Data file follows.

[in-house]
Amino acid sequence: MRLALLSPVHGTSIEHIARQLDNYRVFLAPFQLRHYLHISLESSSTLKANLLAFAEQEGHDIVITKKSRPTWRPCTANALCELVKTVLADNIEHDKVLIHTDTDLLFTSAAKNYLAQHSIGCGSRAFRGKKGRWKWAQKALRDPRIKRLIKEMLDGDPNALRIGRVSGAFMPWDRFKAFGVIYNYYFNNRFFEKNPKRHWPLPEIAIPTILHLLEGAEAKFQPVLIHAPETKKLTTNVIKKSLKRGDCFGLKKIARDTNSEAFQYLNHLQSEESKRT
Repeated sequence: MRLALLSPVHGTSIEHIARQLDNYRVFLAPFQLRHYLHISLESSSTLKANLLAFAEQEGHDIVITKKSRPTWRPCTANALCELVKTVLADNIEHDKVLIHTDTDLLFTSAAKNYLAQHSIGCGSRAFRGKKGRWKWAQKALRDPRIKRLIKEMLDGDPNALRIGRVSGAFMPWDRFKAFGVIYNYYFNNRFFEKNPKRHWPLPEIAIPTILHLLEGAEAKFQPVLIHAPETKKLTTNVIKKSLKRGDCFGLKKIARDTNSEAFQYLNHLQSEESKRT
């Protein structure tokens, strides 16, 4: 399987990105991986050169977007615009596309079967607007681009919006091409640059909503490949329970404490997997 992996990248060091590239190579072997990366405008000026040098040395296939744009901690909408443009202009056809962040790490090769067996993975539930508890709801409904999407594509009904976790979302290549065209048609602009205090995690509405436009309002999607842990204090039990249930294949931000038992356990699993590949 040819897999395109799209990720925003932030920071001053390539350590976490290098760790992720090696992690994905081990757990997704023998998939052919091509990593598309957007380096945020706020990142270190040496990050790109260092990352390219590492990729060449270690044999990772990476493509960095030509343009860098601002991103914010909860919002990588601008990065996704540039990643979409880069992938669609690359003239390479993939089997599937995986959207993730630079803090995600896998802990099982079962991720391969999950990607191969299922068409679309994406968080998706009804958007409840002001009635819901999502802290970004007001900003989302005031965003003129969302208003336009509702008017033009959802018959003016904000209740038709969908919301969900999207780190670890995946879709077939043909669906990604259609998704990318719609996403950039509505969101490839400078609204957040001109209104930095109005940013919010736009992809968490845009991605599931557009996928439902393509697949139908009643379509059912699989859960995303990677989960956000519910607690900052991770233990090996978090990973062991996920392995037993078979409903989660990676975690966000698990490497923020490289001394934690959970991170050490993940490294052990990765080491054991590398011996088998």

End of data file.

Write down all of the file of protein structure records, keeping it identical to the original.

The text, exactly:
[in-house]
Amino acid sequence: MRLALLSPVHGTSIEHIARQLDNYRVFLAPFQLRHYLHISLESSSTLKANLLAFAEQEGHDIVITKKSRPTWRPCTANALCELVKTVLADNIEHDKVLIHTDTDLLFTSAAKNYLAQHSIGCGSRAFRGKKGRWKWAQKALRDPRIKRLIKEMLDGDPNALRIGRVSGAFMPWDRFKAFGVIYNYYFNNRFFEKNPKRHWPLPEIAIPTILHLLEGAEAKFQPVLIHAPETKKLTTNVIKKSLKRGDCFGLKKIARDTNSEAFQYLNHLQSEESKRT
Repeated sequence: MRLALLSPVHGTSIEHIARQLDNYRVFLAPFQLRHYLHISLESSSTLKANLLAFAEQEGHDIVITKKSRPTWRPCTANALCELVKTVLADNIEHDKVLIHTDTDLLFTSAAKNYLAQHSIGCGSRAFRGKKGRWKWAQKALRDPRIKRLIKEMLDGDPNALRIGRVSGAFMPWDRFKAFGVIYNYYFNNRFFEKNPKRHWPLPEIAIPTILHLLEGAEAKFQPVLIHAPETKKLTTNVIKKSLKRGDCFGLKKIARDTNSEAFQYLNHLQSEESKRT
């Protein structure tokens, strides 16, 4: 399987990105991986050169977007615009596309079967607007681009919006091409640059909503490949329970404490997997 992996990248060091590239190579072997990366405008000026040098040395296939744009901690909408443009202009056809962040790490090769067996993975539930508890709801409904999407594509009904976790979302290549065209048609602009205090995690509405436009309002999607842990204090039990249930294949931000038992356990699993590949 040819897999395109799209990720925003932030920071001053390539350590976490290098760790992720090696992690994905081990757990997704023998998939052919091509990593598309957007380096945020706020990142270190040496990050790109260092990352390219590492990729060449270690044999990772990476493509960095030509343009860098601002991103914010909860919002990588601008990065996704540039990643979409880069992938669609690359003239390479993939089997599937995986959207993730630079803090995600896998802990099982079962991720391969999950990607191969299922068409679309994406968080998706009804958007409840002001009635819901999502802290970004007001900003989302005031965003003129969302208003336009509702008017033009959802018959003016904000209740038709969908919301969900999207780190670890995946879709077939043909669906990604259609998704990318719609996403950039509505969101490839400078609204957040001109209104930095109005940013919010736009992809968490845009991605599931557009996928439902393509697949139908009643379509059912699989859960995303990677989960956000519910607690900052991770233990090996978090990973062991996920392995037993078979409903989660990676975690966000698990490497923020490289001394934690959970991170050490993940490294052990990765080491054991590398011996088998």